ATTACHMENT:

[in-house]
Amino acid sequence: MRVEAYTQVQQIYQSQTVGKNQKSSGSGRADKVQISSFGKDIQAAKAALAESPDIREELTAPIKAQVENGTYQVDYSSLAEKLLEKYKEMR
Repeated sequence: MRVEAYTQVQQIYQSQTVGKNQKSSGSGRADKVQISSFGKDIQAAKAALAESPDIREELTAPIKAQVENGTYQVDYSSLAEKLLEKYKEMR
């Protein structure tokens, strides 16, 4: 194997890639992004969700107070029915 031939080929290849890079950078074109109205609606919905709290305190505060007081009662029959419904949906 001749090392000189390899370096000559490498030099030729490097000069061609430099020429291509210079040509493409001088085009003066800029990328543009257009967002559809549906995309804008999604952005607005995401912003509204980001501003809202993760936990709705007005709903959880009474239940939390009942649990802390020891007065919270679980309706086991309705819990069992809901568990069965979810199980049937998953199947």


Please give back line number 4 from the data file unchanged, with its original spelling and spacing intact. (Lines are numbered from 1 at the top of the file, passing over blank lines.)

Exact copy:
């Protein structure tokens, strides 16, 4: 194997890639992004969700107070029915 031939080929290849890079950078074109109205609606919905709290305190505060007081009662029959419904949906 001749090392000189390899370096000559490498030099030729490097000069061609430099020429291509210079040509493409001088085009003066800029990328543009257009967002559809549906995309804008999604952005607005995401912003509204980001501003809202993760936990709705007005709903959880009474239940939390009942649990802390020891007065919270679980309706086991309705819990069992809901568990069965979810199980049937998953199947």